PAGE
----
Every week, we take a look at some of the most exciting matches in esports for prospective betters.
We’ve teamed up with Rivalry.gg to provide a weekly insight into some of the most enticing upcoming games, whether you’re a relatively new viewer, an esports aficionado, or you just don’t have time to keep up with all the different leagues and events across various esports.
This week focuses largely on the elites of Korean League of Legends in the LCK, where order is beginning to emerge from the chaos of the recent meta as teams get more experience in it under their belts.
When: Wednesday July 11th, 11:00 UTC
Odds: 1.38 vs 2.66 – Bet HERE
The start of the 2018 summer season of League of Legends saw perhaps the biggest shift in the fundamentals of the meta that the game has ever seen, and with it came a huge amount of uncertainty and chaos.
Such circumstances often hurt the established elite the most – the system in which they were favorites is abolished, and the traits that made them favored in that system may no longer be those that are most effective in the new reality.
As the season progresses, however, teams are beginning to settle into the new style of play and figuring out what works, and as such some of that volatility is beginning to stabilize.
Technically, KT Rolster and Hanwha Life Esports – formerly known as the ROX Tigers – are separated in standing only by a single match win, with KT at 5-3 compared to Hanwha’s 4-3. However, on closer inspection KT Rolster’s record is the more impressive.
With wins over the likes of Gen.G and Griffin, and losses only sustained at the hands of Afreeca Freecs, Kingzone, and SK Telecom – who have historically had KT’s number in the telecom wars almost regardless of context – KT is once again shaping up to be one of the strongest teams in the league, even with the top half looking incredibly stacked.
Hanwha, meanwhile, boasts one notable win over Afreeca Freecs, but credits its three other victories to knocking down three of the weakest teams in the league, two of which – bbq Olivers and Jin Air – have yet to win a series.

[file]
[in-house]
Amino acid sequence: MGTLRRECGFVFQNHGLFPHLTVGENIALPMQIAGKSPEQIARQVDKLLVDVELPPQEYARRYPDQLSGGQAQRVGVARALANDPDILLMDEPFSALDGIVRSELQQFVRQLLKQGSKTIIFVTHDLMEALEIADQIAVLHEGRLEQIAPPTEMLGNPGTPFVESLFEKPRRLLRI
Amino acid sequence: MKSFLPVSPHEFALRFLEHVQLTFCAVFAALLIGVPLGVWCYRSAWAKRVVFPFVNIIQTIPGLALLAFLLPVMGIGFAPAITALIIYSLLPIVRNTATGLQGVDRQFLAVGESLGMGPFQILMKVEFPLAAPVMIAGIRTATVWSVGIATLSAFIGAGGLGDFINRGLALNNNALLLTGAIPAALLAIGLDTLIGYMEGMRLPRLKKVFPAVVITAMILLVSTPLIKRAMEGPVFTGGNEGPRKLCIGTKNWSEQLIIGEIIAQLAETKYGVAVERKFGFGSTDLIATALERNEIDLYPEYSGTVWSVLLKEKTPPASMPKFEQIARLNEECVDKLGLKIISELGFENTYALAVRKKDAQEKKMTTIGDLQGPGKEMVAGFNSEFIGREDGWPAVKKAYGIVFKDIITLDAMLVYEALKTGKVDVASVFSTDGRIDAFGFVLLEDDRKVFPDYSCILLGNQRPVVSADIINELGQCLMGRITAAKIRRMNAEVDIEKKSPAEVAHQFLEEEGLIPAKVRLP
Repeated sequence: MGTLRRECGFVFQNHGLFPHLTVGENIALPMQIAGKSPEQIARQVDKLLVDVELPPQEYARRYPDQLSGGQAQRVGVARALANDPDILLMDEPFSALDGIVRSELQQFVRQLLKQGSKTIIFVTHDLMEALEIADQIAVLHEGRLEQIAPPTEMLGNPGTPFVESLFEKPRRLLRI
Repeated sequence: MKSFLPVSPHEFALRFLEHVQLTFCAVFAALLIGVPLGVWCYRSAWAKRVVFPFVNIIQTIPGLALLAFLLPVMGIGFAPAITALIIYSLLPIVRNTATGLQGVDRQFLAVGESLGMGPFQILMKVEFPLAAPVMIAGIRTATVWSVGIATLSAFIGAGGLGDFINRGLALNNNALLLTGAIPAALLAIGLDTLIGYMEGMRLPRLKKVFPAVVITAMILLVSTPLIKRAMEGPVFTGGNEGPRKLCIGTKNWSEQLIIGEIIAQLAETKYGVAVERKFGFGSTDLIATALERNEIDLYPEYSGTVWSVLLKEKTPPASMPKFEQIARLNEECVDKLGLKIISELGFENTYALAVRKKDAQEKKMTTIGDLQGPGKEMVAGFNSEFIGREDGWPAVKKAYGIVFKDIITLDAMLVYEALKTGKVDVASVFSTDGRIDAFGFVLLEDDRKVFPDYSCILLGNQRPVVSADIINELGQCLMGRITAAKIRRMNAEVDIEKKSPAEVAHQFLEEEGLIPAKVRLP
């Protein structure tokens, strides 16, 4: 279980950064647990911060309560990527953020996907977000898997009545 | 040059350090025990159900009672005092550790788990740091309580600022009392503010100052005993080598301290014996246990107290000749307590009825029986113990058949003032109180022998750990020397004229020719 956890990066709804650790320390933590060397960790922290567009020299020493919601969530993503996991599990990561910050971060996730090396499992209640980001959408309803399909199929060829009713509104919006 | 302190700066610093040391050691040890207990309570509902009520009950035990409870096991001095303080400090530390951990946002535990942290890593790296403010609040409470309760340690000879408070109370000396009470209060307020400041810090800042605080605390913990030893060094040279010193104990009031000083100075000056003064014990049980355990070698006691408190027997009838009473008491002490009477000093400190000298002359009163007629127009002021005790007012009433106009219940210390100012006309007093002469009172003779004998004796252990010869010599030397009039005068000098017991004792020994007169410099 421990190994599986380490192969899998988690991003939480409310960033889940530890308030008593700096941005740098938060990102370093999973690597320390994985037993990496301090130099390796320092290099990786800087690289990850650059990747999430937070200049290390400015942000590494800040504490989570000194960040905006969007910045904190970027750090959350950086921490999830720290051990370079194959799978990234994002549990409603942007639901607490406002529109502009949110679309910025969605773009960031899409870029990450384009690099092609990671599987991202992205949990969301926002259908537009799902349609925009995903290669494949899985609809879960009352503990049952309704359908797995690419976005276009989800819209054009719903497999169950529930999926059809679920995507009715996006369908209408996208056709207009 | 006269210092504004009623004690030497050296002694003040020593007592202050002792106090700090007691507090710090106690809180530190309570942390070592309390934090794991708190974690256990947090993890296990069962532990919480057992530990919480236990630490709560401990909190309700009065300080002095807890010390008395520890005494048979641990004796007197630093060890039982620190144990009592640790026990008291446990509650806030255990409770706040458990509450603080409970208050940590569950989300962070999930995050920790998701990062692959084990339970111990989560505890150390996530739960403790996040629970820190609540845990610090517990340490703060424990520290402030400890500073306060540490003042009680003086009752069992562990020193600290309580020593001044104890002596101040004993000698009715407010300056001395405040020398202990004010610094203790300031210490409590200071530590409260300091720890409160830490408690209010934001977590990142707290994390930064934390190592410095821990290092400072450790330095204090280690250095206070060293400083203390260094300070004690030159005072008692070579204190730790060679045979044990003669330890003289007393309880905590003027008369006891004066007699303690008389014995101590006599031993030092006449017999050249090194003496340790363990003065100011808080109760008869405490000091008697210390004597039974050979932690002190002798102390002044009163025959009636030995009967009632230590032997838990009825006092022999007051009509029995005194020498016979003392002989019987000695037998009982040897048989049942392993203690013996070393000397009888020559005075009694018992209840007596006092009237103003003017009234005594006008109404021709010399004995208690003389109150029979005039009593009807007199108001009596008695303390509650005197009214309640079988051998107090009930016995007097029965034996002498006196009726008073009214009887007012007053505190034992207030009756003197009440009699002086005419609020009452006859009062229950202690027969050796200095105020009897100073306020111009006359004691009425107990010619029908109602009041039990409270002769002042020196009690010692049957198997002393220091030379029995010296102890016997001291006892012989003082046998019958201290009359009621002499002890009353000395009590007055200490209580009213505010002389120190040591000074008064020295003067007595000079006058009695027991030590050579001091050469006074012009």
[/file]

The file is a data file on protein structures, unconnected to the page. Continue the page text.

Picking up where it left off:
Though they currently sit adjacent in the standings, the gap between KT and Hanwha is much greater than it might immediately seem, and having had plenty of time to adjust to the new meta KT should be comfortable favorites here.
When: Wednesday July 11th, 08:00 UTC
Odds: 2.14 vs 1.58 - Bet HERE
Griffin has been a revelation in the summer split of LCK. Unlike the previously-mentioned Hanwha, this isn’t just a new name affixed to an existing squad – this is an entirely rookie team, who qualified from the Challenger division.
Despite the squad’s complete lack of experience in the highest division of Korean League of Legends – which has been the most elite tournament in the game for the majority of its history – they have been charging through well-established teams, even defeating LCK Spring champions Kingzone DragonX on their way to a 6-1 record.
The rookies next match will be to hold onto the number one spot in the league, as they’ll be facing the currently 6-2 Afreeca Freecs. Afreeca fell just short of the title in spring, falling in the final to Kingzone, but they’ve carried that impressive form into summer.
Afreeca certainly isn’t a team to be underestimated, but neither are they a heavy favorite here. Despite their inexperience at this level, Griffin has proven every bit as capable so far, and there aren’t even any strength-of-schedule caveats to their record right now.
As such, the odds disparity makes Griffin the clear choice for this match. In what should likely be a fifty-fifty match, Griffin has underdog odds without the same level of risk that would normally come along with them.
When: Friday July 13th, 20:00 UTC
Odds: 2.57 vs 1.41 - Bet HERE
The EU LCS returns after break for Rift Rivals, in which both Fnatic and Splyce represented the league as they took down the NA LCS.
Though Fnatic doesn’t top the EU standings right now, they’re certainly one of the strongest teams. The Spring champions have so far only been defeated by G2 Esports and Misfits, both of whom boast a flawless record at 6-0.
The meta shift for this season has seen the team often switch out storied AD Carry Martin ‘Rekkles’ Larsson in favor of Gabriel ‘Bwipo’ Rau, who though previously a top laner offers a more appropriate champion pool in many cases for the current style. It’s an unconventional look for Fnatic, at least by former standards, but it’s been working.
The loss of one of the key strengths that helped Fnatic reclaim the EU LCS trophy in Spring isn’t to be dismissed, however, and neither are Splyce.
The Splyce squad currently sits on a 2-4 record in summer, mirroring Fnatic’s 4-2, and was the weakest of the three teams that went to Rift Rivals, with G2 also representing the league. Splyce were beaten in all three group stage matches against the North American sides.
The team definitely has potential to cause upsets, however, as demonstrated in the final playoff, where a win against Team Liquid – arguably the strongest of the NA teams – helped the EU LCS to its ultimate victory.
Fnatic are a worthy favorite for this match, but Splyce definitely have a fighting chance, so if you’re looking for a risk with a bigger payoff, this could be the team to back.
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